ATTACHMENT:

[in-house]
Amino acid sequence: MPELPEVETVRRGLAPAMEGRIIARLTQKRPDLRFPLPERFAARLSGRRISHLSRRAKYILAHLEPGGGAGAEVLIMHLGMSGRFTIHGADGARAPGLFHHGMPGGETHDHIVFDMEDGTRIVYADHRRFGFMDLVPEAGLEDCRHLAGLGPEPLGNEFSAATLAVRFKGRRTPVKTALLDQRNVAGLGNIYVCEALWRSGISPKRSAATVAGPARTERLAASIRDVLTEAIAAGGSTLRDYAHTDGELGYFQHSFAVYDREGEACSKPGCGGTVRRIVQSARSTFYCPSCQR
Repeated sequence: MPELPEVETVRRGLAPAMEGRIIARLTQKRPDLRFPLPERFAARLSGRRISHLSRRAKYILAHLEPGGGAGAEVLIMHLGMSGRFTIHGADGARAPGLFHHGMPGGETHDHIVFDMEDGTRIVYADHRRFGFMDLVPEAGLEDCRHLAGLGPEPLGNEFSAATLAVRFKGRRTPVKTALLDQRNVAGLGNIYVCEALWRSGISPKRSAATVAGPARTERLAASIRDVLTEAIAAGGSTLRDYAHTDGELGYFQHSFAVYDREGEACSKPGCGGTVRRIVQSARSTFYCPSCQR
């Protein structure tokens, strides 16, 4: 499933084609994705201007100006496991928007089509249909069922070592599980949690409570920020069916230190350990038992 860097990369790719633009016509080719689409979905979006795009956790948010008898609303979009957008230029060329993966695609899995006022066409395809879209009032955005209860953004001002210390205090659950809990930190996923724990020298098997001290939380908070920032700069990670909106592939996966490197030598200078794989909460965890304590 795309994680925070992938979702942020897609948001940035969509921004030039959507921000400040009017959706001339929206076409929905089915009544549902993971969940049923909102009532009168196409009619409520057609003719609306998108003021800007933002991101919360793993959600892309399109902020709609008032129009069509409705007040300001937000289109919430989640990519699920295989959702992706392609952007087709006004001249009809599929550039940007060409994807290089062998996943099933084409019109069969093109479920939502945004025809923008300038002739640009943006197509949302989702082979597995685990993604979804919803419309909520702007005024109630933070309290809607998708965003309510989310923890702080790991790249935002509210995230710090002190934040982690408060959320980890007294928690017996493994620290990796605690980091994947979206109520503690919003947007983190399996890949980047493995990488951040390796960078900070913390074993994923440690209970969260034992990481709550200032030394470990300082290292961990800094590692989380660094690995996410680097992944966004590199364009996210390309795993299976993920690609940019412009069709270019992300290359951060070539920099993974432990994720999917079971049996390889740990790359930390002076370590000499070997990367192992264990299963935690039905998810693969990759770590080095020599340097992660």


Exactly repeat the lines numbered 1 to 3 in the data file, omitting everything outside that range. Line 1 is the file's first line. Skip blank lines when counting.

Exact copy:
[in-house]
Amino acid sequence: MPELPEVETVRRGLAPAMEGRIIARLTQKRPDLRFPLPERFAARLSGRRISHLSRRAKYILAHLEPGGGAGAEVLIMHLGMSGRFTIHGADGARAPGLFHHGMPGGETHDHIVFDMEDGTRIVYADHRRFGFMDLVPEAGLEDCRHLAGLGPEPLGNEFSAATLAVRFKGRRTPVKTALLDQRNVAGLGNIYVCEALWRSGISPKRSAATVAGPARTERLAASIRDVLTEAIAAGGSTLRDYAHTDGELGYFQHSFAVYDREGEACSKPGCGGTVRRIVQSARSTFYCPSCQR
Repeated sequence: MPELPEVETVRRGLAPAMEGRIIARLTQKRPDLRFPLPERFAARLSGRRISHLSRRAKYILAHLEPGGGAGAEVLIMHLGMSGRFTIHGADGARAPGLFHHGMPGGETHDHIVFDMEDGTRIVYADHRRFGFMDLVPEAGLEDCRHLAGLGPEPLGNEFSAATLAVRFKGRRTPVKTALLDQRNVAGLGNIYVCEALWRSGISPKRSAATVAGPARTERLAASIRDVLTEAIAAGGSTLRDYAHTDGELGYFQHSFAVYDREGEACSKPGCGGTVRRIVQSARSTFYCPSCQR